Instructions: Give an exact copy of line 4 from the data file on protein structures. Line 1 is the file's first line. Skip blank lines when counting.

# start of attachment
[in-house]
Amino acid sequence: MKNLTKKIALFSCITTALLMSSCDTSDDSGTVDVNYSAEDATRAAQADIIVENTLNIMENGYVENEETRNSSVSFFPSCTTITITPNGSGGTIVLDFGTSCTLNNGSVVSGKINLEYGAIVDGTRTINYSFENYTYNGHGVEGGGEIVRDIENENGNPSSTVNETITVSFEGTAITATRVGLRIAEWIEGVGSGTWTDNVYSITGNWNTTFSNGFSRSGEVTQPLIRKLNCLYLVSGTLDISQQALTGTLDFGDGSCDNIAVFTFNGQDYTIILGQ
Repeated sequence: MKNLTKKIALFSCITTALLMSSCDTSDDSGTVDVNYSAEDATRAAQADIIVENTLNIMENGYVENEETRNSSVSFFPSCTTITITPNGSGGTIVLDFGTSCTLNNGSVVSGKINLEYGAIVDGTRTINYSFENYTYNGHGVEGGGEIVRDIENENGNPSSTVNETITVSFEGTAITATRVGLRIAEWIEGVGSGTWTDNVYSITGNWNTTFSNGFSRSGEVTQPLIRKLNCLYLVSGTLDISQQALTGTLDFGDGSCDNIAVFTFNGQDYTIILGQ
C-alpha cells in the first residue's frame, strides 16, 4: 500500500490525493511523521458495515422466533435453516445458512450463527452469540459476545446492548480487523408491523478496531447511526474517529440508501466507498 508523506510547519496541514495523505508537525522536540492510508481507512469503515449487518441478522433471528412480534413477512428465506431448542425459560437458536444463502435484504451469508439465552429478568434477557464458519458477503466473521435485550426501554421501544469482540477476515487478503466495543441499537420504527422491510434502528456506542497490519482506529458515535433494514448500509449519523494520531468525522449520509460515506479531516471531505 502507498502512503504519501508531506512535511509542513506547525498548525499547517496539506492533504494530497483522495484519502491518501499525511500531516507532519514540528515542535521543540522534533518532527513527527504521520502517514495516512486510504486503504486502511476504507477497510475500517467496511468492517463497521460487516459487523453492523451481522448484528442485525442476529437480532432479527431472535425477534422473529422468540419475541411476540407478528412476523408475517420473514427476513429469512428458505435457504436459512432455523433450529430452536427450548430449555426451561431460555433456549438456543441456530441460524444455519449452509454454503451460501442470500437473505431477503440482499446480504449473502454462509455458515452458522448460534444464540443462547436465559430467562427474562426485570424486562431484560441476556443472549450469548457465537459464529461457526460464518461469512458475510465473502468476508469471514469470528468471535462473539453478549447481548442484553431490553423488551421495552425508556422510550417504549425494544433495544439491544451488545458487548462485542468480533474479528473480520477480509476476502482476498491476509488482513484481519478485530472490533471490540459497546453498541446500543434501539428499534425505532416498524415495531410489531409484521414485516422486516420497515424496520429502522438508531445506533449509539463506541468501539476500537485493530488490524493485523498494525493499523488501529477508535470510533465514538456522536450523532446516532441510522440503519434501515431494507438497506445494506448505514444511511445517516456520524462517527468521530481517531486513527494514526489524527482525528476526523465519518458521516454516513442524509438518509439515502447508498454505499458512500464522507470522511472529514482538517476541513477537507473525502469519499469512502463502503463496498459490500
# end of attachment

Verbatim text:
C-alpha cells in the first residue's frame, strides 16, 4: 500500500490525493511523521458495515422466533435453516445458512450463527452469540459476545446492548480487523408491523478496531447511526474517529440508501466507498 508523506510547519496541514495523505508537525522536540492510508481507512469503515449487518441478522433471528412480534413477512428465506431448542425459560437458536444463502435484504451469508439465552429478568434477557464458519458477503466473521435485550426501554421501544469482540477476515487478503466495543441499537420504527422491510434502528456506542497490519482506529458515535433494514448500509449519523494520531468525522449520509460515506479531516471531505 502507498502512503504519501508531506512535511509542513506547525498548525499547517496539506492533504494530497483522495484519502491518501499525511500531516507532519514540528515542535521543540522534533518532527513527527504521520502517514495516512486510504486503504486502511476504507477497510475500517467496511468492517463497521460487516459487523453492523451481522448484528442485525442476529437480532432479527431472535425477534422473529422468540419475541411476540407478528412476523408475517420473514427476513429469512428458505435457504436459512432455523433450529430452536427450548430449555426451561431460555433456549438456543441456530441460524444455519449452509454454503451460501442470500437473505431477503440482499446480504449473502454462509455458515452458522448460534444464540443462547436465559430467562427474562426485570424486562431484560441476556443472549450469548457465537459464529461457526460464518461469512458475510465473502468476508469471514469470528468471535462473539453478549447481548442484553431490553423488551421495552425508556422510550417504549425494544433495544439491544451488545458487548462485542468480533474479528473480520477480509476476502482476498491476509488482513484481519478485530472490533471490540459497546453498541446500543434501539428499534425505532416498524415495531410489531409484521414485516422486516420497515424496520429502522438508531445506533449509539463506541468501539476500537485493530488490524493485523498494525493499523488501529477508535470510533465514538456522536450523532446516532441510522440503519434501515431494507438497506445494506448505514444511511445517516456520524462517527468521530481517531486513527494514526489524527482525528476526523465519518458521516454516513442524509438518509439515502447508498454505499458512500464522507470522511472529514482538517476541513477537507473525502469519499469512502463502503463496498459490500